On May 19, 2011, The Globe and Mail reported that Mark Chipman and True North were finalizing the purchase of the Atlanta Thrashers, with the intent of moving the team to Winnipeg.[17][18] Twelve days later, True North chairman Mark Chipman, NHL Commissioner Gary Bettman, and Premier of Manitoba Greg Selinger held a press conference at the MTS Centre to announce the deal, which was formally approved by the NHL Board of Governors three weeks later. As part of the transition to the NHL, the arena went through some minor renovations to bring it in line with the league's standards, including construction of additional press boxes, shuttered lighting, flexible rink glass, and upgraded ice refrigeration system.[19] Further improvements were made over the next few years, including concourse expansion and the installation of a new high-definition scoreboard. A total of 278 premium seats were added to the upper level in 2015, slightly increasing the arena's capacity.[20]

Prior to the return of the Jets, the MTS Centre hosted a number of NHL preseason games. The first was held on September 17, 2006 between the Edmonton Oilers and the Phoenix Coyotes, in front of a sold-out crowd, which the Oilers won 5-0.[21] The NHL exhibition game became an annual event for the MTS Centre, concluding in September 2010 when the defending Stanley Cup Champions Chicago Blackhawks played the Tampa Bay Lightning in front of a crowd of 14,092.[22]

International

In international hockey, the arena hosted the 2007 IIHF Women's World Championship, which was won by the host country. Other international matches hosted at the arena included 2005 World Junior Championship pretournament games, the fifth game of the 2007 Super Series between Canada and Russia, and the medal round of the 2011 World U-17 Hockey Challenge.

Events

Sports

Entertainment

Manitoba Hockey Hall of Fame and Museum

See also

References

  1. ^ "The Phone Booth is rockin'". Winnipeg Free Press. Retrieved 2017. 
  2. ^ "Fixing Up The Phone Booth". Winnipeg Jets. NHL.com. Retrieved 2017. 
  3. ^ a b c d e f g "Quick Facts". True North Sports & Entertainment. Archived from the original on February 4, 2013. Retrieved 2013. 
  4. ^ Canadian inflation numbers based on Statistics Canada. "Consumer Price Index, historical summary". CANSIM, table (for fee) 326-0021 and Catalogue nos. 62-001-X, 62-010-X and 62-557-X. And Consumer Price Index, by province (monthly) (Canada) Last modified 2017-07-21. Retrieved July 28, 2017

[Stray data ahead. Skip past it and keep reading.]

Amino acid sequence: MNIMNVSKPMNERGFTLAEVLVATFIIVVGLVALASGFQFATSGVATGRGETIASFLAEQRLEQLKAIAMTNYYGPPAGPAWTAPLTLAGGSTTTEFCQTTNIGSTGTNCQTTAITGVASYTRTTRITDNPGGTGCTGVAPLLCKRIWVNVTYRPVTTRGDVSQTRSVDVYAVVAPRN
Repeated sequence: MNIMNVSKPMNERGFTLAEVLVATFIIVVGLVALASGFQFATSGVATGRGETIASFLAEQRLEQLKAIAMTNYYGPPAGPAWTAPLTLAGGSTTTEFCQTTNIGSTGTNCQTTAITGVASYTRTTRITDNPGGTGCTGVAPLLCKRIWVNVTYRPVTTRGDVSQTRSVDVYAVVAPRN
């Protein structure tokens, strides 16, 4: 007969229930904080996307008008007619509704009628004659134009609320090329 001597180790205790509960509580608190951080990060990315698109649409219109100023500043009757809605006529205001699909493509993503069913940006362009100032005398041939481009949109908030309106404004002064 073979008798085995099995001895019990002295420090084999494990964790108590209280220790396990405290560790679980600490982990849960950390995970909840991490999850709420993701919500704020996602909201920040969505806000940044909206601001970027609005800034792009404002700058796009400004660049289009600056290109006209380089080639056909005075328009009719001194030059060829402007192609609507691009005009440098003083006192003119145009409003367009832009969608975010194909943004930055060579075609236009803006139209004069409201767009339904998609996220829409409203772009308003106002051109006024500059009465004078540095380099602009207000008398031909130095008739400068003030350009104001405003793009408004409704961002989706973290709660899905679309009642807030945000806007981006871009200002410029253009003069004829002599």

5. ^ Crosier Kilgour - Projects Archived September 7, 2011, at the Wayback Machine.
  6. ^ Number TEN Group - Recreation[permanent dead link]
  7. ^ Emporis.com - MTS Centre
  8. ^ a b "True North relocates AHL franchise to Winnipeg". Winnipeg Jets. March 12, 2015. Retrieved 2015. 
  9. ^ a b c Roberts, Meghan (March 12, 2015). "Winnipeggers and local businesses welcome AHL team". CTV Winnipeg. Retrieved 2015. 
  10. ^ "TRUE NORTH SPORTS & ENTERTAINMENT LIMITED UNVEILS MANITOBA MOOSE AS NAME OF AHL FRANCHISE & ANNOUNCES DETAILS OF TICKET CAMPAIGN". MooseHockey.com. Manitoba Moose. May 4, 2015. Retrieved 2015. 
  11. ^ "MTS Centre, Iceplex renamed following Bell takeover of MTS". CBC News. Canadian Press. Retrieved 2017. 
  12. ^ a b "MTS Centre (True North Centre". PCL Construction. Archived from the original on September 6, 2008. Retrieved 2010. 
  13. ^ Ternette, Nick (December 3, 2009). "The MTS Centre Has Not Revitalized Downtown". The Uniter. Retrieved 2010. 
  14. ^ "Timothy Eaton statue begins relocation to MTS Centre". Concertticketcenter.com. October 29, 2003. Archived from the original on July 6, 2011. Retrieved 2010. 
  15. ^ "Thrashers Headed to Winnipeg". ESPN. June 1, 2011. Retrieved 2011. 
  16. ^ Ternette, Nick (November 3, 2010). "Coyote Question: Is Phoenix an NHL Market?". Yahoo Sports. Retrieved 2010. 
  17. ^ Brunt, Stephen (May 19, 2011). "Atlanta Thrashers Moving to Winnipeg". The Globe and Mail. Retrieved 2011. 
  18. ^ "Sources: Thrashers Deal Not Done". ESPN. May 19, 2011. Retrieved 2011. 
  19. ^ "Daly Says MTS Centre Meets Most League Standards As Is". TSN. June 9, 2011. Retrieved 2011. 
  20. ^ "MTS Centre Makeover". Winnipeg Sun. September 16, 2015. 
  21. ^ The Canadian Press (September 16, 2006). "Former Jets Return to Winnipeg After 10 Years". The Globe and Mail. Retrieved 2009. 
  22. ^ Wiebe, Ken (May 5, 2009). "Lightning to Host Oilers at MTS Centre". Winnipeg Sun. Retrieved 2009. 

External links

Preceded by
Winnipeg Arena
Home of the Manitoba Moose
2004-2011
Succeeded by
Mile One Centre
(as St. John's IceCaps)
Preceded by
Mile One Centre
(as St. John's IceCaps)
Home of the Manitoba Moose
2015-present
Succeeded by
present
Preceded by
Philips Arena
(as Atlanta Thrashers)
Home of the Winnipeg Jets
2011-present
Succeeded by
present

  This article uses material from the Wikipedia page available here. It is released under the Creative Commons Attribution-Share-Alike License 3.0.